by Lisa Ernst
You’ve probably heard that before, right? It sounds pretty simple and maybe sometimes it is, but at other times, nearly impossible. Why? Because for many of us, certain thoughts appear as unassailable “truths,” specific stories about our lives, about ourselves and others. As long as these thoughts operate below our awareness as stealth narratives, they can’t be seen for what they are, impermanent conditions that arise and pass away. We remain bound by these thoughts and they may lead to significant suffering and even depression.
When we identify with a thought or emotion as “I” or “mine,” our boundaries of inside and outside remain intact. There’s me, and then there is the outside world. This is only a perception, but its so strong as to feel solid and real. Buddha taught that this idea of a separate, inherent self is the root of suffering.
As a practice, try asking yourself, “is this thought me; is this thought mine?” You can do the same with emotions. This exercise is not intended to suppress or push away thoughts or emotions, but to allow you to begin seeing them without personal identification. This opens space to perceive the thoughts and experience the emotions as they are. This practice, reflective inquiry, isn’t a form of analysis. You’re letting the question remain open ended, to allow experience itself provide the answer. As you do this, you are opening yourself to the realm of dharma, where customary ideas and everyday perceptions don’t apply. The good news is, you don’t need them as you experience your thoughts and emotions appearing and falling away. Here you can access the heart’s true wisdom.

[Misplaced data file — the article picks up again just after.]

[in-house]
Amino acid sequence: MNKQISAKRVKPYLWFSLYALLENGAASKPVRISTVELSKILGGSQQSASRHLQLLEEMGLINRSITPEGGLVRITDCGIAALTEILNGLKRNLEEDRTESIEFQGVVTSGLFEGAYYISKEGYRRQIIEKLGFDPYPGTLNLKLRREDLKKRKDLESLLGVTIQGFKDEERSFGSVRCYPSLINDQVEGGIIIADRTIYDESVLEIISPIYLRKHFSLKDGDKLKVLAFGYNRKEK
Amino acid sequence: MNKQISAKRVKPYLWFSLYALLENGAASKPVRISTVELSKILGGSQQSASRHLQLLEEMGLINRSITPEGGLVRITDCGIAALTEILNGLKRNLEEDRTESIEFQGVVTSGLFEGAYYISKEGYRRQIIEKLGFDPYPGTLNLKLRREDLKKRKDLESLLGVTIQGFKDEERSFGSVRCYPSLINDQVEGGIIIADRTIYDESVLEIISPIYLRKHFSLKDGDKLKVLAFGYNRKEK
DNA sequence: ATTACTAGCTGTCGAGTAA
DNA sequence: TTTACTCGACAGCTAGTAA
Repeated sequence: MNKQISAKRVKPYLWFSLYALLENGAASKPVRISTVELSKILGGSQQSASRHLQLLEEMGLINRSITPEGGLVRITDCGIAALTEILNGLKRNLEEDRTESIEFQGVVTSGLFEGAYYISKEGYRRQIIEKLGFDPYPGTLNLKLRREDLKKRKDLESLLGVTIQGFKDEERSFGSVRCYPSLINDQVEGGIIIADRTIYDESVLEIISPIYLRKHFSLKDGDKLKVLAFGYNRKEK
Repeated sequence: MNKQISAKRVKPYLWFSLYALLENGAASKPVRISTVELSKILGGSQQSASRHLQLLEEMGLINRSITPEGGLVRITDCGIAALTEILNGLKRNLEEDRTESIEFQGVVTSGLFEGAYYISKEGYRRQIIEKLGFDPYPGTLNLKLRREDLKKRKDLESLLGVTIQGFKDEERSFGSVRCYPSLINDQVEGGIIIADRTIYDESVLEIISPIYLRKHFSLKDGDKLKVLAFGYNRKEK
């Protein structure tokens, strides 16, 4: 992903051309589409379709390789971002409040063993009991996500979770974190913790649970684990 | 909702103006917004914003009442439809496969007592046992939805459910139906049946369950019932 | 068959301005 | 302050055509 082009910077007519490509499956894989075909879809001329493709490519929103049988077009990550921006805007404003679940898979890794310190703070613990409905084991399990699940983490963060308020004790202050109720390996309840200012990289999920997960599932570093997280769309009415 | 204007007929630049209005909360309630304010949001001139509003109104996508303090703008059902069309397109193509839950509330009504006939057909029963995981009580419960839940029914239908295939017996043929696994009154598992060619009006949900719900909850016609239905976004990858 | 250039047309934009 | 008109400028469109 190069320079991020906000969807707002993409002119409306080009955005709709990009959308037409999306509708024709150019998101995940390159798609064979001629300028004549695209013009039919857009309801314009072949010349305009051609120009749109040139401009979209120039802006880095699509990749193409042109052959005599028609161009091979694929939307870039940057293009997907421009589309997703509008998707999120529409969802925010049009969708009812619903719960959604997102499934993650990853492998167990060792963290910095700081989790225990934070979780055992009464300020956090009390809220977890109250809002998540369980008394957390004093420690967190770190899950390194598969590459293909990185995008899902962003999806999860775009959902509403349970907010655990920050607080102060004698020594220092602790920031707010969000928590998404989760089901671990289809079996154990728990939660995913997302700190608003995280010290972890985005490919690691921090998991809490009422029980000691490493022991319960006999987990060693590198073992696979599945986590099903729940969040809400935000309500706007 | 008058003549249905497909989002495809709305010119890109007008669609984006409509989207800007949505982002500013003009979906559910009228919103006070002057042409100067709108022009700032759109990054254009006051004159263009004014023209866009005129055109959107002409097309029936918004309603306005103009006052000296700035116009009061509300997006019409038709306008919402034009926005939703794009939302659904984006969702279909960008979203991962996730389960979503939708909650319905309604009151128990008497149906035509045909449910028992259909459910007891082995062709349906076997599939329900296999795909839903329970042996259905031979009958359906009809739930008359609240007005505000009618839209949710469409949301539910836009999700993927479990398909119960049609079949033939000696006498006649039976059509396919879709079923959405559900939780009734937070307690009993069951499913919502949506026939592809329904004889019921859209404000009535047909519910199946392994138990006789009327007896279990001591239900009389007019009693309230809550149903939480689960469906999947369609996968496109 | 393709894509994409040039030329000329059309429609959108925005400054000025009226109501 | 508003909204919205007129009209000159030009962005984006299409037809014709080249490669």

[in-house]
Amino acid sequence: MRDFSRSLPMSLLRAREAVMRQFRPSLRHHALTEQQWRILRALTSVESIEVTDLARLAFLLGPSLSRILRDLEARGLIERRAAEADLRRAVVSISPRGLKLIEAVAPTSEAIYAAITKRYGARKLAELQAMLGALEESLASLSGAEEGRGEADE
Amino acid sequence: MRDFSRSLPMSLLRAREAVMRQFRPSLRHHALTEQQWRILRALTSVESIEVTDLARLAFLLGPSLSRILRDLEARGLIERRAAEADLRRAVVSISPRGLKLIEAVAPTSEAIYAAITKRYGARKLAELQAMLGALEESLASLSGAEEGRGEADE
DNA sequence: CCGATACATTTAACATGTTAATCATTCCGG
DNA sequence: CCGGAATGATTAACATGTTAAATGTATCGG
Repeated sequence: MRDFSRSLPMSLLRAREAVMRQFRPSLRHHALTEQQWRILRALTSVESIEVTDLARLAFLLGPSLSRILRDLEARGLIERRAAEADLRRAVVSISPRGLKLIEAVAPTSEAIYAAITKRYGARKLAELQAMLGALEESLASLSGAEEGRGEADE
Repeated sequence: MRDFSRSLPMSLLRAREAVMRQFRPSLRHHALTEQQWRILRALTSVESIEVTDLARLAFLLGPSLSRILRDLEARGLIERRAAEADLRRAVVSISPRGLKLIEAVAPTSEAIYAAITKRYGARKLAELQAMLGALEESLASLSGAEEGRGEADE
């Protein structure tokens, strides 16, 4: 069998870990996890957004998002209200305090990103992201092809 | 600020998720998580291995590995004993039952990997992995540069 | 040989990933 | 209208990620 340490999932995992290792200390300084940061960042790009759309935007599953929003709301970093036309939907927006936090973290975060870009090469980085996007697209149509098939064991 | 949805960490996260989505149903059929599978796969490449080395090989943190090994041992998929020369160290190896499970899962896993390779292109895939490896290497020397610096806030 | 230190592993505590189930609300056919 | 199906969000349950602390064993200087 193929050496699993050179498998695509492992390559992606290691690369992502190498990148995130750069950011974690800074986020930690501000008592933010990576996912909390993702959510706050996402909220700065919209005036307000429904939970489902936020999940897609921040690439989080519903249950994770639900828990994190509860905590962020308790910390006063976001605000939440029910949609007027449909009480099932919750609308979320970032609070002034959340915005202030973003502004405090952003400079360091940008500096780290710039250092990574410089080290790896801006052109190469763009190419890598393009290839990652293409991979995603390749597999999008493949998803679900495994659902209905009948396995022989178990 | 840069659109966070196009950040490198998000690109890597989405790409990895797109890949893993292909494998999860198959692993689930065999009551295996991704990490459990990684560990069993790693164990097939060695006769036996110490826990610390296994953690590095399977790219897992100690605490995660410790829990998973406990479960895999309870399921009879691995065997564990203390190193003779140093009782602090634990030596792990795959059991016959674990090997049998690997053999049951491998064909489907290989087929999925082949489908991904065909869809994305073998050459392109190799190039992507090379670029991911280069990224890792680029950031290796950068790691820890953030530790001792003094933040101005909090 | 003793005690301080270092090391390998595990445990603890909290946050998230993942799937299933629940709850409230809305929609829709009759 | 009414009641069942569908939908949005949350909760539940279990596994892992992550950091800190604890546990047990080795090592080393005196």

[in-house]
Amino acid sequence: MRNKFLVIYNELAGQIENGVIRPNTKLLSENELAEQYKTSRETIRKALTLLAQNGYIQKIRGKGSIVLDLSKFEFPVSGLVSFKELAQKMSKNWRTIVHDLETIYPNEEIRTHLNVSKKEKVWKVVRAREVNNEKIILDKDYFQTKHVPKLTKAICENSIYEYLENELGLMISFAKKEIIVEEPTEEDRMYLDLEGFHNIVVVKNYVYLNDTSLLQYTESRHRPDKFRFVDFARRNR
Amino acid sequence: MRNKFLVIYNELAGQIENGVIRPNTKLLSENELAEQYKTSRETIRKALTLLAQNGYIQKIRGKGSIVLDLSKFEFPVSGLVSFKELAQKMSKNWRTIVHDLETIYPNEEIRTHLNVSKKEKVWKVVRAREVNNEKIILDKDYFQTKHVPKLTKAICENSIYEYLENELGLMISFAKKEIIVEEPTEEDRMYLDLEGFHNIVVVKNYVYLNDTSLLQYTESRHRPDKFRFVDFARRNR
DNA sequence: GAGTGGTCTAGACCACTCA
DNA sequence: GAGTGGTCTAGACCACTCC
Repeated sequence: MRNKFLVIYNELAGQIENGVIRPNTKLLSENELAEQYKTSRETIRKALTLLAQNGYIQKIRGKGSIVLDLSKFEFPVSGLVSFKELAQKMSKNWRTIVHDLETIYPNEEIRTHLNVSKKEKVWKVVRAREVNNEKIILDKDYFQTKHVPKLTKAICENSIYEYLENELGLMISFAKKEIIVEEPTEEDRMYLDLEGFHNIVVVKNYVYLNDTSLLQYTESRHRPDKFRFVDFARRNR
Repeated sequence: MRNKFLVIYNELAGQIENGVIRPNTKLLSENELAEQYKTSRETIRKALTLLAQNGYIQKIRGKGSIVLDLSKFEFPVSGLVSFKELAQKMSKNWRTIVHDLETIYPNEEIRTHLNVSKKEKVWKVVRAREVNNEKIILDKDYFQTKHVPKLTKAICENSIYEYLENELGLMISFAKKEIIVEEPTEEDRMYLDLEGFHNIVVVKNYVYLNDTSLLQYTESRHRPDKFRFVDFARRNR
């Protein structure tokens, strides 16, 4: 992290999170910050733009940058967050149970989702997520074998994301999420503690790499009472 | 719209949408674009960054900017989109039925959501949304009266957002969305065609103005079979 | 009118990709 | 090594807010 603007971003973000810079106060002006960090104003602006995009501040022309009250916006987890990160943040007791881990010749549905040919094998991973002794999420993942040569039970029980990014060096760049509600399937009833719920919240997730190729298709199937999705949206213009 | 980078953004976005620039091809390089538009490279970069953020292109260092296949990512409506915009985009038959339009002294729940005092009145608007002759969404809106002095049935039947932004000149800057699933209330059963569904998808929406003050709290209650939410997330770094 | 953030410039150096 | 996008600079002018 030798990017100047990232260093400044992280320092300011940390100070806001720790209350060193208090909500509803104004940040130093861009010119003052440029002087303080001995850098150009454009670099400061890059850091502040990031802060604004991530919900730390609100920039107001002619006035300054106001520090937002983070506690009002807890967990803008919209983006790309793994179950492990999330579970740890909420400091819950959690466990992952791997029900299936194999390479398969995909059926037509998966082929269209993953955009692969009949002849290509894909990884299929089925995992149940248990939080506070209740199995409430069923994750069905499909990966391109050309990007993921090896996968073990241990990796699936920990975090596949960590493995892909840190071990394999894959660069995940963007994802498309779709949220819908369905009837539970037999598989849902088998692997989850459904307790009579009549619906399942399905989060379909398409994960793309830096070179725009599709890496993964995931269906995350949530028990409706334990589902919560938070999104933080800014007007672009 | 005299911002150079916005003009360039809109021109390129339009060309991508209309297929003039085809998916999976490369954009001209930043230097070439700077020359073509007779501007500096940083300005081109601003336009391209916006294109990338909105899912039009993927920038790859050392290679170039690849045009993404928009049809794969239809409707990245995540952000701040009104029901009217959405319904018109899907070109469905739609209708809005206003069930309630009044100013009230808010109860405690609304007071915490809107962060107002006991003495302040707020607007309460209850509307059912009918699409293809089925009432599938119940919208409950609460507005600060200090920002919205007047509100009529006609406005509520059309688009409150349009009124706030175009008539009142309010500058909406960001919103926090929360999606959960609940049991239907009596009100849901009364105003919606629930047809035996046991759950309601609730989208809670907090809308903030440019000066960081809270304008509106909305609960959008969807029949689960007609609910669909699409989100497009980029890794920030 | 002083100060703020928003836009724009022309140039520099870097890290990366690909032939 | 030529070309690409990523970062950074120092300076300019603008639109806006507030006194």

“When Ajahn Chah said it was possible to learn as much from stupid thoughts as wise ones, that was such a radically different approach. A wise thought arises and ceases. A stupid thought arises and ceases. A painful thought arises and ceases. A painful feeling arises and ceases. A pleasant feeling arises and ceases. I realized I didn’t have to feel ashamed when there was confusion in the mind. Just let it be and know it for what it is. They are all just states of mind, coming and going. Rather than anxiously holding on or to try to make sense of everything all the time, I got a feeling for letting go and letting be.”- Kittissaro, Listening to The Heart.